Joe Lacob Rumors
Steve Kerr and Warriors management held preliminary contract extension talks last summer, but Kerr tabled final discussions until next summer to make sure he felt healthy enough to make a long-term commitment, Kerr told The Athletic on Sunday evening. Kerr and general manager Bob Myers held the initial talks — and Kerr, Myers and Warriors owner Joe Lacob all told The Athletic on Sunday that they fully expect that Kerr will sign an extension next summer.
“We just agreed we’d wait,” Kerr said. “I’ve got two years left on my deal and wanted to make sure that everything went well this year health-wise. And I don’t anticipate any issues going forward. “I don’t have any desire to be anywhere else. So I’m sure when we get down to it, we’ll come to an agreement pretty quickly.”
In light of that, primary owner Joe Lacob thought it justified to adjust West’s compensation downward. Exact figures are hard to come by because West’s salary was partly dictated by franchise evaluation and some monies were deferred to enable him to buy a small stake in the team—remember that “small” in this business means as much as $1 million. But the best estimate is that West was asked to take what one source called a “material” pay cut to about $1 million. The best guess on material is about 50%, meaning that West had been making about $2 million. (Neither West nor Lacob would comment directly on dollar figures.)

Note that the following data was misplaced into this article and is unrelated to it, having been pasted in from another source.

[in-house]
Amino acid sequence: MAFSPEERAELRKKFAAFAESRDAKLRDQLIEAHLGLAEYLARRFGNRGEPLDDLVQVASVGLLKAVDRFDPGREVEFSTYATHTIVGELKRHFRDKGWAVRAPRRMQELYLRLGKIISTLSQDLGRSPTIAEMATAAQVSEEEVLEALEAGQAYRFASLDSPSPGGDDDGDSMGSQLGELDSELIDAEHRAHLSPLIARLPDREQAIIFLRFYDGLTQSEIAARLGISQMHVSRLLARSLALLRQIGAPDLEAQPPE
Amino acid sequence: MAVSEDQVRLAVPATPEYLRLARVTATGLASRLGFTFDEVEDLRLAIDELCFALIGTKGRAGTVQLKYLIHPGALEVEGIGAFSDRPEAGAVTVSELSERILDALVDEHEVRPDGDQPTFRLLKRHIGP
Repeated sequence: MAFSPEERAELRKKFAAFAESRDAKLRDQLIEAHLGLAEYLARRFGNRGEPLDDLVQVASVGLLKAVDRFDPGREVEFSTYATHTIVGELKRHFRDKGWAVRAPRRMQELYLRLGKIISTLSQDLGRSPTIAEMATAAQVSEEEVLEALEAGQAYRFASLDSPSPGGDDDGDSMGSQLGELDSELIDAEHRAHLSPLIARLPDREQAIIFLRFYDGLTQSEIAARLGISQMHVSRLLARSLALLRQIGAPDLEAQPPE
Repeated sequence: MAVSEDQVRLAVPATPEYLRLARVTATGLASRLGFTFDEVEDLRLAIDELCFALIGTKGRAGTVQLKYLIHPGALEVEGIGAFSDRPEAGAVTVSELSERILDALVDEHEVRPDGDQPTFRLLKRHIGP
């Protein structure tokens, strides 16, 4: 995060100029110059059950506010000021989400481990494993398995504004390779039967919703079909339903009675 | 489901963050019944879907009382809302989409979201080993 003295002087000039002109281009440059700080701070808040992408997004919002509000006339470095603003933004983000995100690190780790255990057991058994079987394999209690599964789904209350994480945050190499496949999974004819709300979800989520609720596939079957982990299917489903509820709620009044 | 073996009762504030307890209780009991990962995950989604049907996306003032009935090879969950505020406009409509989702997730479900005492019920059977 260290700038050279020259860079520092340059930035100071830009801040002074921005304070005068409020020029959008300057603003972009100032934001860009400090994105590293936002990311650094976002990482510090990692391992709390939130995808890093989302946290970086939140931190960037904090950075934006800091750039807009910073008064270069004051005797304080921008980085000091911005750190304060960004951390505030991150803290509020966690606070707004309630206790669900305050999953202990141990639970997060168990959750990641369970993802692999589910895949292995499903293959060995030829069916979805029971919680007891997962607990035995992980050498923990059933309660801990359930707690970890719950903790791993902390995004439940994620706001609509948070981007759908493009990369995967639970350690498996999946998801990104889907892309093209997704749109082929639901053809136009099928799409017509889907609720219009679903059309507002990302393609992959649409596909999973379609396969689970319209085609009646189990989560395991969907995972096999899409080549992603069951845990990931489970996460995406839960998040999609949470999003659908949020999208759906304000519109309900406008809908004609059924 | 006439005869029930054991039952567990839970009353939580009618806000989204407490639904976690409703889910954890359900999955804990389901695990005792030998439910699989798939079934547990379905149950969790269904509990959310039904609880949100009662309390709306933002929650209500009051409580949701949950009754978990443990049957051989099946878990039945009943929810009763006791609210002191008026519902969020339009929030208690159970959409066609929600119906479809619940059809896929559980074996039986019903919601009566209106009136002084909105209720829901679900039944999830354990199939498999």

Golden State Warriors majority owner Joe Lacob and his son, assistant general manager Kirk Lacob, have been accepted into the North American League of Legends Championship Series as the newest franchise owners, sources close to Riot Games and the Lacob family told ESPN.
On top of that, as the Warriors prepared for the postseason, Warriors owner Joe Lacob was considering offering Curry a contract below the max, even though Curry has been one of the most underpaid players in all of sports over the last three seasons. Warriors general manager Bob Myers kept Lacob from bringing a reduced offer to the negotiating table, but it was enough of a thing that Myers reassured Curry of the franchise’s commitment. Curry wound up getting the largest contract in NBA history: five years, $201 million.
Despite continuing to question the city’s charges on its 2017 NBA title parade bill, the Warriors held their nose Thursday and paid for all the expenses from the event, following through on owner Joe Lacob’s promise to cover the tab.
Meanwhile, the city pulled the $244,000 charge for the 2015 NBA championship parade, acknowledging Thursday it should not have ever billed the team for those costs. “Due to a misunderstanding within the city, the (2015) invoice should not have been issued,” city spokeswoman Karen Boyd said in an email.